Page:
We need to talk about Jennifer Aniston. No, not her upcoming Apple TV series opposite Reese Witherspoon; the level of secrecy surrounding that project will drive even the most stable person insane. And no, not her hair, or the fact that no amount of Aveeno use or SmartWater consumption will make even the slightest difference in our appearance. And no, not her divorce from Justin Theroux, because, duh!
We’re going to talk about her mid-Friends movie career. It’s a period that’s often overlooked due to both the massive popularity of the Greatest Sitcom of All Time (yes, we said it) and her appearances in more recent big-budget flicks. But today, on the 20th anniversary of The Object of My Affection, it’s time to pay tribute to that very specific era of the late ’90s that was so fruitful for the actress both on and off-screen.
Our story begins, of course, with Friends. It put Thursday night television on the map — and don’t let anyone tell you differently — and Jennifer Aniston was, of course, the breakout star of the show — again, don’t let anyone tell you differently. Right around the time that the entire country was requesting “The Rachel” haircut and breaking out their adult overalls, the actress was doubling down on her success by branching out into film.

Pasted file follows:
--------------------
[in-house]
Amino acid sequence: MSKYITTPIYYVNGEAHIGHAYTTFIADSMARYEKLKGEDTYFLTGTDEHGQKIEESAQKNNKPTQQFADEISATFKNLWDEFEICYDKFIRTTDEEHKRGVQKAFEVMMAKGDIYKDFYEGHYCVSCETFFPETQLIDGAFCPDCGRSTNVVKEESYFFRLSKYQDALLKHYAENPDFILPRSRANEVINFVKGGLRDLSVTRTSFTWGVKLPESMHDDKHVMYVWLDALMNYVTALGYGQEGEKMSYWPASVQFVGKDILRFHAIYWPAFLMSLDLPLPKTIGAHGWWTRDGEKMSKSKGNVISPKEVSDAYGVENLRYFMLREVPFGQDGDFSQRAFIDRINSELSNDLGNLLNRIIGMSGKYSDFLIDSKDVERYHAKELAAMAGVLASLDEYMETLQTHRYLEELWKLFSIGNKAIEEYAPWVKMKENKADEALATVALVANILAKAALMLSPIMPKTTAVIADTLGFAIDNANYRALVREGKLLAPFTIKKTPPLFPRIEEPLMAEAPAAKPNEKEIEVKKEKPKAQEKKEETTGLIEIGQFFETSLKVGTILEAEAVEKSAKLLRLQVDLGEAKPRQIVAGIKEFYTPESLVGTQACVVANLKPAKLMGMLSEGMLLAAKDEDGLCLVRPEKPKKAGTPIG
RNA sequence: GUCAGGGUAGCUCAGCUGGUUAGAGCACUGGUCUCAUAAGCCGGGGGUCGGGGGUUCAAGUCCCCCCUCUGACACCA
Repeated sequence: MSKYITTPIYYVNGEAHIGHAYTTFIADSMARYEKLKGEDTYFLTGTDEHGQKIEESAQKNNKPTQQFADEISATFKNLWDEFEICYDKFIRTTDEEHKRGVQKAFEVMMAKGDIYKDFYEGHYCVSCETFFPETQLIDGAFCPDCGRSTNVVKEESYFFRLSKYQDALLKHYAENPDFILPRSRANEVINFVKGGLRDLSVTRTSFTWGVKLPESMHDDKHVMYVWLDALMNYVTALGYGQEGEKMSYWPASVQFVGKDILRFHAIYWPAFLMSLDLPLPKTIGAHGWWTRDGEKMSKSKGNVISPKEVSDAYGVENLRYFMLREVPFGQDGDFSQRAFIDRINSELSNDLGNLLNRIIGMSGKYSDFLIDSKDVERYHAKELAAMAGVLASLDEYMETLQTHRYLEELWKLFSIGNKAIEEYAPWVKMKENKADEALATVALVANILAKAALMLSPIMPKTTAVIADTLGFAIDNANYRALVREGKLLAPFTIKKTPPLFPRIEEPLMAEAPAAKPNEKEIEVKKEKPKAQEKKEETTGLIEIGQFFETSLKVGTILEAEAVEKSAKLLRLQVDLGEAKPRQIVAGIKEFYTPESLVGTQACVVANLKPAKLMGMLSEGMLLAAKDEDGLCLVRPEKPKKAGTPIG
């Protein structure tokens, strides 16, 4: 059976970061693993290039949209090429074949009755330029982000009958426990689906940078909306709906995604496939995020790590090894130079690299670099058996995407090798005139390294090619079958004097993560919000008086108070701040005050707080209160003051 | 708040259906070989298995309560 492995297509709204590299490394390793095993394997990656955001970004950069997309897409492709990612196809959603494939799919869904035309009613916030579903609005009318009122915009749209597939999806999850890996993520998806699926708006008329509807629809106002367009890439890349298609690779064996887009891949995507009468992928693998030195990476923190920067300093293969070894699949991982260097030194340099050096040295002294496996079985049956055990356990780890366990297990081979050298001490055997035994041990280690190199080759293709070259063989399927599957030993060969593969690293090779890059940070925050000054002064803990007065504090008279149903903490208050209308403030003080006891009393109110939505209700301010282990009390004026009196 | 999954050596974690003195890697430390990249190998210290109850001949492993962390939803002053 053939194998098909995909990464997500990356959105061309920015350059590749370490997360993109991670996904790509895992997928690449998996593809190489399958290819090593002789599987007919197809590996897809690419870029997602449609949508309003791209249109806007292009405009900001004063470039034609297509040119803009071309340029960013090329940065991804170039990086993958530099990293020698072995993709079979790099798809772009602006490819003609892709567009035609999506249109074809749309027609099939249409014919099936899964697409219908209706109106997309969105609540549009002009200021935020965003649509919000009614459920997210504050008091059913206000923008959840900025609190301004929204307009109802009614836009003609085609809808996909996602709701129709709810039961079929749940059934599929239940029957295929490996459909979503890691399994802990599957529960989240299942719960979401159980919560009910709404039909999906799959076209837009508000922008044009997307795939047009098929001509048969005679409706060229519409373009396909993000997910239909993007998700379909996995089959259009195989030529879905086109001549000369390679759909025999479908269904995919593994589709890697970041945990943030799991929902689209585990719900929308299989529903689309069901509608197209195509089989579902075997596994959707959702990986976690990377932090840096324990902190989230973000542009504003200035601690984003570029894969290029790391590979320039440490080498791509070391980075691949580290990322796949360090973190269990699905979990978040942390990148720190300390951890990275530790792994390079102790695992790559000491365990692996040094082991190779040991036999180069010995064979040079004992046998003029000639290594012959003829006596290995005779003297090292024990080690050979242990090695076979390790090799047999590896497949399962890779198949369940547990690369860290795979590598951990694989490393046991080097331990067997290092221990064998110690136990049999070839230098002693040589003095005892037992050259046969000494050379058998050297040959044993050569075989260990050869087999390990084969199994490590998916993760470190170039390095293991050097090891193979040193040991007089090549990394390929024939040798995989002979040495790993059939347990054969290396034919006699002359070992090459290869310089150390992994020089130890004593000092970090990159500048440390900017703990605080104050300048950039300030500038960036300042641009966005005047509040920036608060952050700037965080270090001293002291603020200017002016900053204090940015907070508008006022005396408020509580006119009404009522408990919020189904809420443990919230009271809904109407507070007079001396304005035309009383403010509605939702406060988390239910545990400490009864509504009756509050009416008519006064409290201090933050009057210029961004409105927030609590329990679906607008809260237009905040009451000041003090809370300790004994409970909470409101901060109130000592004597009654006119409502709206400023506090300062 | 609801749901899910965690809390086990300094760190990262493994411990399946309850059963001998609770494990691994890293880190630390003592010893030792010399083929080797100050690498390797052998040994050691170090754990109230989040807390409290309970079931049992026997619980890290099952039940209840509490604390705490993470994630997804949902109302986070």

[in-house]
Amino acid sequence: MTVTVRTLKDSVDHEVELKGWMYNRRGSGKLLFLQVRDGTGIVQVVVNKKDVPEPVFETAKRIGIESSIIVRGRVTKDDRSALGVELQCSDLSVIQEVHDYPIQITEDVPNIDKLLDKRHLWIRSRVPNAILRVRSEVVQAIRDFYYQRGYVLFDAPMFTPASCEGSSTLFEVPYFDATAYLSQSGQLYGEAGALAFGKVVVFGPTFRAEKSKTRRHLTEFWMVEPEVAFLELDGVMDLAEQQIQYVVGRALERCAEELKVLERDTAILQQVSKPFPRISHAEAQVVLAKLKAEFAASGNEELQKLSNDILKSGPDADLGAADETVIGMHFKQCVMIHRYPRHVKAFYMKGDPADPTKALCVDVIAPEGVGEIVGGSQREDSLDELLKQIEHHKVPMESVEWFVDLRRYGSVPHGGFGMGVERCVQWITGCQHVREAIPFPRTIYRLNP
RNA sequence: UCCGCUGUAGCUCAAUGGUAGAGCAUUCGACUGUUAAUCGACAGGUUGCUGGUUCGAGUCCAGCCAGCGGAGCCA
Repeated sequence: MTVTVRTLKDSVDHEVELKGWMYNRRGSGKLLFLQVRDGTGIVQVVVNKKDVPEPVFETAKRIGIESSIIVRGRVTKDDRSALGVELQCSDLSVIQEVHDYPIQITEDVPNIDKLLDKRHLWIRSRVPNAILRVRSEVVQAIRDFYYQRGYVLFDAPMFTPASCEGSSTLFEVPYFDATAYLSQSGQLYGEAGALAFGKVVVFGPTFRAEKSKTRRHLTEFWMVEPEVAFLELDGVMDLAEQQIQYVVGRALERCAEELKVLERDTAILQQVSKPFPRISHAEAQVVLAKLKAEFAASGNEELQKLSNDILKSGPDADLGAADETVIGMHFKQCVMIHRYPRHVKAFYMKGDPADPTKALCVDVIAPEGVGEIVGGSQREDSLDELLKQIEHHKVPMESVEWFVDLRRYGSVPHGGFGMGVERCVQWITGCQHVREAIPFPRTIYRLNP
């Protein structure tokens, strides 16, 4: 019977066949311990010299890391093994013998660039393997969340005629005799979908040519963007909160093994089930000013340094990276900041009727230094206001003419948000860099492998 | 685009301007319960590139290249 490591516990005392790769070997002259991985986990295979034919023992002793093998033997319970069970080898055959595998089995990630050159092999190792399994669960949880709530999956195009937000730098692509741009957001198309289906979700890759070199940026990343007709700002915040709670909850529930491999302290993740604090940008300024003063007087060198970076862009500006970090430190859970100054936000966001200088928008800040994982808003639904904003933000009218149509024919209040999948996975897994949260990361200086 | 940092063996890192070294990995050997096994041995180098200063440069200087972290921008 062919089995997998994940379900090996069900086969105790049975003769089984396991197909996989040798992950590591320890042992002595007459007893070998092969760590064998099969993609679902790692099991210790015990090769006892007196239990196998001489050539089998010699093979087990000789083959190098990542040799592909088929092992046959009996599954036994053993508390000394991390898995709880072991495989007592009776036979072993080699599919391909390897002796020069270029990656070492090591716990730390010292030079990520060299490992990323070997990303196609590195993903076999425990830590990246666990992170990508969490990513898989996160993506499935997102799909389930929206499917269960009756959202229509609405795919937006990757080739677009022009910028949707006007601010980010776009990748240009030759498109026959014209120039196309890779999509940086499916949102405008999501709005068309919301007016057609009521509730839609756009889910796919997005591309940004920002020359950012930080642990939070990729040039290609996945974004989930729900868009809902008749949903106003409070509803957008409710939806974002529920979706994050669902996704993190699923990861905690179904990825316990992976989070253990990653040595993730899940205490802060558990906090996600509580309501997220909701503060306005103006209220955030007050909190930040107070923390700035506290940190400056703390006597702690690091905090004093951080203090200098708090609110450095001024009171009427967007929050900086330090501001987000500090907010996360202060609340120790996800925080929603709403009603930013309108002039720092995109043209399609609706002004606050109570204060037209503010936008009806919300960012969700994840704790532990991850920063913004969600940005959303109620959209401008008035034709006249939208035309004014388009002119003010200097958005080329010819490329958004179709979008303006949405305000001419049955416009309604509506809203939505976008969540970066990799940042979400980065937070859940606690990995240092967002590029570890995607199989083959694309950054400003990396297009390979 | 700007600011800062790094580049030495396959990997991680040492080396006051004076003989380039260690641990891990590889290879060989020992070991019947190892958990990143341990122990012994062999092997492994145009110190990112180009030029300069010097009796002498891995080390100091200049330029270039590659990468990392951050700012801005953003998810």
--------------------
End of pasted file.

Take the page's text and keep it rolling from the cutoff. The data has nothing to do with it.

Her first big-screen gig came with Picture Perfect, which also happened to be her first official foray into rom-com territory. She played opposite Jay Mohr — perhaps the most 1997 casting of all time — as Kate, a (what else?) young advertising executive who is (what else?) unlucky in love. After catching increasingly more heat from her mother about her single status — Kate was 28, in case anyone was wondering what it was like to be a woman in 1997 — she lies about being engaged in order to impress her boss. Naturally, complications arise.
It wasn’t the most creative of concepts, but for Friends fans it felt like being able to spend 90 minutes straight with a slightly more together Rachel Green, slip dresses and wispy bangs included. Watched from the slightly more woke perspective of 2018, Picture Perfect is also a pretty solid argument for the necessity of the women’s movement. Practically every single thing that happens to Aniston’s Kate is maddeningly sexist — she’s stuck in the boys club of the ’90s advertising industry, she gets passed up …read more
Source:: Entertainment Weekly